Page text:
No savings, No Retirement

Clients rarely ask questions about money says one advisor who listens

Investors often pepper advisors with dozens, even hundreds, of questions throughout their relationship. But how many of those questions relate directly to money?
Practically none, according to one advisor.

“I sat down and thought about the questions I was asked, and when I listed their concerns, none of them had anything to do with money,” said Monroe Diefendorf, Jr., president of 3 Dimensional Wealth Advisory. “The investment industry is answering the questions no one is asking. They’re answering the questions [the industry is] asking.”

Investors rarely speak financial-ese, Diefendorf said, and are more likely to ask questions such as “I don’t want my kids to fight over money.” Or “Will my children have enough money for college?” Answering those questions using financial jargon can leave clients more confused than before and require a translation into something regular people can understand, he added.

“Honestly, they don’t care about the beta, or the alpha, none of that,” Diefendorf said. “Do I need to know that? Absolutely. But do they need to know that? No. What they want to know is how it effects what’s happening in their life.”

3 Dimensional Wealth Advisory provides full-spectrum (both tangible and intangible) wealth management services to clients, with an emphasis on including the whole family in the planning process. The firm is the newest incarnation of the family insurance business founded by Diefendorf’s great-grandfather in 1875. Diefendorf joined the family practice in 1970 before finishing high school — he later graduated with a master’s in insurance from Georgia State University — but “killed” the company in 2014 by removing the family name. He created 3 Dimensional Wealth Advisory in its place to better serve clients who understand that life is about more than the number of dollars in a retirement account.

While Diefendorf’s ancestors were “rockstars in their industries,” his family name alone did not catapult him to industry leadership. Diefendorf has co-authored three books, “Wealth: Enhancement & Preservation” (1995), “21st Century Wealth” (2000), and “3 Dimensional Wealth: A Radically Sane Perspective On Wealth Management” (2005). He has also written eight books on trusts and trust administration.

3 Dimensional Wealth Advisory wants clients to take a broader view of wealth than just investment yields and dollar counts. Instead, clients should also be considering their quality of life, values, and gratitude as assets they can leave to the next generation, Diefendorf said.

“Sometimes, you can take some money out of the money bank and put it in the memory bank and you’ll be wealthier,” he said.

Diefendorf pushes clients to consider the “totality of wealth,” (personal, financial and social wealth) and strives to provide them with tools to do so. 3 Dimensional Wealth Advisory recently began offering clients access to a new suite of wealth management tools at that allows families access to their plans, financial and non-financial information in real time. The platform also allows advisors to increase the frequency and quality of communication with clients.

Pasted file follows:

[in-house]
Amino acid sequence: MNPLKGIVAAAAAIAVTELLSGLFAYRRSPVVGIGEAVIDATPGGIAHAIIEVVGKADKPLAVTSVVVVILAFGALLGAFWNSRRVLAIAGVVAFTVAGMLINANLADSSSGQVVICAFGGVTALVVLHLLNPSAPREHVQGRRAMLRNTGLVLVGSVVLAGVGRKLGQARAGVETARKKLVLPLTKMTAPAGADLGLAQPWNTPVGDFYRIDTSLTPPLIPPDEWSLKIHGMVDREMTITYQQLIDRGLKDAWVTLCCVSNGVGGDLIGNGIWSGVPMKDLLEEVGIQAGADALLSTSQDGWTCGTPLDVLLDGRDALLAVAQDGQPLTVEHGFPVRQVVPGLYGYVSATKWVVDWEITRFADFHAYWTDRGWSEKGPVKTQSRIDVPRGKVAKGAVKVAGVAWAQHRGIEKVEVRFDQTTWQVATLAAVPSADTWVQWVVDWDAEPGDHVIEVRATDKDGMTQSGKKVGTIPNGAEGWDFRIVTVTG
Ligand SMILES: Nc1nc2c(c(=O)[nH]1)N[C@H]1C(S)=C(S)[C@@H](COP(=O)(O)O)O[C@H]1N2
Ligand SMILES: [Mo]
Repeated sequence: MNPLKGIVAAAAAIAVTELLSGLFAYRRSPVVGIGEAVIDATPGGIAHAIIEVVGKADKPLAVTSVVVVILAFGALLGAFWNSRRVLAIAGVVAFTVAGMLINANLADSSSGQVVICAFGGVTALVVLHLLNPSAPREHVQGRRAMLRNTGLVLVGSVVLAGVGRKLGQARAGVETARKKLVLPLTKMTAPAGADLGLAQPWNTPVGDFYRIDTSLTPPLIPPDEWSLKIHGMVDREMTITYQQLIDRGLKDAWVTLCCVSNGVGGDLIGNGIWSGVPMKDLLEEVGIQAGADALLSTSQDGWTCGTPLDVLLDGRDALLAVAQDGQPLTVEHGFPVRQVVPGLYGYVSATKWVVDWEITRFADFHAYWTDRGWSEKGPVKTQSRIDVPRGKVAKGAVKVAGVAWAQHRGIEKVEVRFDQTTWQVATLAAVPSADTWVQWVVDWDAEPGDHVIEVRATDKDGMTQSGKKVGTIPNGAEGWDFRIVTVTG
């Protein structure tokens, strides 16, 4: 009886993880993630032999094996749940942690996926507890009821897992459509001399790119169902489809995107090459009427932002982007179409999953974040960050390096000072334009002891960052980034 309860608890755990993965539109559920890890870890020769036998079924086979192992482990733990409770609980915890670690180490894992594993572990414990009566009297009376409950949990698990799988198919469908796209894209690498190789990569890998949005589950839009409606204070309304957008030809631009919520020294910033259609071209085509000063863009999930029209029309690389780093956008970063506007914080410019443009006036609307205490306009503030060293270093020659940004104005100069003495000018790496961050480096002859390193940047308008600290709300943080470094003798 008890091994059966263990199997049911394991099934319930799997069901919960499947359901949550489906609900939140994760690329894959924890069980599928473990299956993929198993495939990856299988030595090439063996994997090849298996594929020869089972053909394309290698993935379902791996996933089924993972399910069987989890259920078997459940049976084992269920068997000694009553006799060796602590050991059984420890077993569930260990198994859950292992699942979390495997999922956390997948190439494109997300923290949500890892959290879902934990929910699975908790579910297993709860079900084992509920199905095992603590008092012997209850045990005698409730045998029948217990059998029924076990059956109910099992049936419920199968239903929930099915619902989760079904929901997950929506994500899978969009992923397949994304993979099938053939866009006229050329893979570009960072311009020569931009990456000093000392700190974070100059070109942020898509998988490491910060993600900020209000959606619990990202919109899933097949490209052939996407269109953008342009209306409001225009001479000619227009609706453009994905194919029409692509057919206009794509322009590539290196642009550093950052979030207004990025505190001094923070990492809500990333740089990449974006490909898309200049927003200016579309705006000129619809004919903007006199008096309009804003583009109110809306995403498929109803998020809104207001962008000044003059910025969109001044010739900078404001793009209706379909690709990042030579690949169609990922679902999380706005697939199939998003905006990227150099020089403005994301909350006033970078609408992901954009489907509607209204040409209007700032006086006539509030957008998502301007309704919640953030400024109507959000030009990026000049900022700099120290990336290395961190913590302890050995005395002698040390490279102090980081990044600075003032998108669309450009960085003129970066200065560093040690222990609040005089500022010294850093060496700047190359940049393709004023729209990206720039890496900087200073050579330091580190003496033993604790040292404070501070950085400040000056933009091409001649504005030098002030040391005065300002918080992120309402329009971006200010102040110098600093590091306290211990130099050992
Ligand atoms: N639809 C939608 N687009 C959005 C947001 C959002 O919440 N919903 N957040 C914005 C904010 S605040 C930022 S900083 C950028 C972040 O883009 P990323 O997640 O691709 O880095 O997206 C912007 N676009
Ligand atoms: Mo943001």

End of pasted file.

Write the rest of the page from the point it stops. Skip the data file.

Response to the platform from clients has been positive so far, Diefendorf said, but added that the platform is just a tool, however. A tool that requires professional financial advice and “wisdom” to use properly, and that the so-called “robo-advisors” and other new tools can provide investors with excellent real-time data, but not necessarily a personal guide to help them navigate their course of action.

“You need those tools for sure, but that’s information and information is one thing … Converting that [information], and taking it, and saying that ‘With the wisdom we have, how can we make this work for you?’” is what matters to clients, Diefendorf said.

Some of the firm’s wisdom is hard-earned. 3 Dimensional Wealth Advisory emphasizes family involvement in the retirement and wealth transfer planning processes. The firm learned to involve the next generation in transfer planning the hard way.

“We didn’t involve the next generation [in the past]. We dealt with the owners and the older individuals, and one day there was a death and no one knew what they were supposed to do,” Diefendorf said. “So, we’ve changed the way we do that in order to help transition and have a smooth succession from one generation to the next.”

That tradition of total family service has kept some clients with Diefendorf through the generations. One 3 Dimensional Wealth Advisory investor recently opened a 529 savings plan for a two-year old, who will be a sixth-generation client.

“What is it that we can do to help families strengthen the root system of their family tree?” Diefendorf posed, explaining what drives the firm’s approach to family clients.

At the heart of Diefendorf’s approach is a philosophy that puts clients first. Frequent communication and an understanding of what clients want in life is key to creating customized solutions for investors. Constant reassessment matters as well, Diefendorf said, adding that investors can’t simply set up a plan and forget it, but rather must reevaluate and adjust plans based on changing market conditions and personal goals and objectives.

Annual Check-ups: “Doctors do it, dentists do it, everyone should be in that mind set of getting a financial check-up, too,” he said.

Including the whole family, focusing on wealth beyond money, and fine-tuning plans as conditions change may be steps that investors are unaccustomed to, but it is a style of wealth management that Diefendorf hopes will spread throughout the industry.

“In the future, it will not just be about money management,” he said. “It will be about “total” wealth management where we’re really answering the questions people are concerned about.”

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